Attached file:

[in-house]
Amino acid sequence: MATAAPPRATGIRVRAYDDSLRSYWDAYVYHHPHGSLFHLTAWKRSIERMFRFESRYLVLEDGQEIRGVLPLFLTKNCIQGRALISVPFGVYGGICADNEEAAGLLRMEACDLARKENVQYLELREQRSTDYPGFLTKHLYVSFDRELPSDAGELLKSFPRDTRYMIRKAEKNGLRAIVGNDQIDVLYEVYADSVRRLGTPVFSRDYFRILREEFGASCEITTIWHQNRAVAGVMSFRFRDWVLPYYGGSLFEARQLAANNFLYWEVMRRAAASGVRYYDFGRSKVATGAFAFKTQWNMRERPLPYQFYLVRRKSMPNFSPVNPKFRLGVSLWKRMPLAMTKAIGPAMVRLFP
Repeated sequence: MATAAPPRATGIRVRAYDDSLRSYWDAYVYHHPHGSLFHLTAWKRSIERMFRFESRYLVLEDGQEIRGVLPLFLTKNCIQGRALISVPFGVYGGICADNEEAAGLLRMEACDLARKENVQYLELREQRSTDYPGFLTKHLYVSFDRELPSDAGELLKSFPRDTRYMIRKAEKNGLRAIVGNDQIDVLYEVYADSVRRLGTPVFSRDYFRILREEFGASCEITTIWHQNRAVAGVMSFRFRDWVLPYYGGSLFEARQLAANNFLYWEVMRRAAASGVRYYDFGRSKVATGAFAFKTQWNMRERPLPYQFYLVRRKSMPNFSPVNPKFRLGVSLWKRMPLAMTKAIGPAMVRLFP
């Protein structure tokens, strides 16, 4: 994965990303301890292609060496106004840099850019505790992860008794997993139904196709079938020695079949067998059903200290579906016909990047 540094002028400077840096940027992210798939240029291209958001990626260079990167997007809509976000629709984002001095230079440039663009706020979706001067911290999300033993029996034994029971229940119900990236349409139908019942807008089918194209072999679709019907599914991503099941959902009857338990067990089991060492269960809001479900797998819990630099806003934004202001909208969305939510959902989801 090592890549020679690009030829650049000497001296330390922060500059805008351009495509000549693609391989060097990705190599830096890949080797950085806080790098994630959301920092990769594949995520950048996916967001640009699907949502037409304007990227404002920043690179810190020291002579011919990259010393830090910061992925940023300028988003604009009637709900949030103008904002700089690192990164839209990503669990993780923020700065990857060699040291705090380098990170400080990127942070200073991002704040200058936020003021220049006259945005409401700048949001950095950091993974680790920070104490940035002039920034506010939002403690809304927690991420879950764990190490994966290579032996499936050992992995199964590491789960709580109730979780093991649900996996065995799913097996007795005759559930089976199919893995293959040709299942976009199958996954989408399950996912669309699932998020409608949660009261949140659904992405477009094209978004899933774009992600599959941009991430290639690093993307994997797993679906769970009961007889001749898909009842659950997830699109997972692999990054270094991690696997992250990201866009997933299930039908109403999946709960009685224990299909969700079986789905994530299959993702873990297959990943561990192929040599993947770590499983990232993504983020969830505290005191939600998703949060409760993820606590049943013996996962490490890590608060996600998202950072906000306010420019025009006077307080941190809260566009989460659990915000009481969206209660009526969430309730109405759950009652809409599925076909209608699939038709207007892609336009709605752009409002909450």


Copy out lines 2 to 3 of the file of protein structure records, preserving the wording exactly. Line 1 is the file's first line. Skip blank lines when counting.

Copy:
Amino acid sequence: MATAAPPRATGIRVRAYDDSLRSYWDAYVYHHPHGSLFHLTAWKRSIERMFRFESRYLVLEDGQEIRGVLPLFLTKNCIQGRALISVPFGVYGGICADNEEAAGLLRMEACDLARKENVQYLELREQRSTDYPGFLTKHLYVSFDRELPSDAGELLKSFPRDTRYMIRKAEKNGLRAIVGNDQIDVLYEVYADSVRRLGTPVFSRDYFRILREEFGASCEITTIWHQNRAVAGVMSFRFRDWVLPYYGGSLFEARQLAANNFLYWEVMRRAAASGVRYYDFGRSKVATGAFAFKTQWNMRERPLPYQFYLVRRKSMPNFSPVNPKFRLGVSLWKRMPLAMTKAIGPAMVRLFP
Repeated sequence: MATAAPPRATGIRVRAYDDSLRSYWDAYVYHHPHGSLFHLTAWKRSIERMFRFESRYLVLEDGQEIRGVLPLFLTKNCIQGRALISVPFGVYGGICADNEEAAGLLRMEACDLARKENVQYLELREQRSTDYPGFLTKHLYVSFDRELPSDAGELLKSFPRDTRYMIRKAEKNGLRAIVGNDQIDVLYEVYADSVRRLGTPVFSRDYFRILREEFGASCEITTIWHQNRAVAGVMSFRFRDWVLPYYGGSLFEARQLAANNFLYWEVMRRAAASGVRYYDFGRSKVATGAFAFKTQWNMRERPLPYQFYLVRRKSMPNFSPVNPKFRLGVSLWKRMPLAMTKAIGPAMVRLFP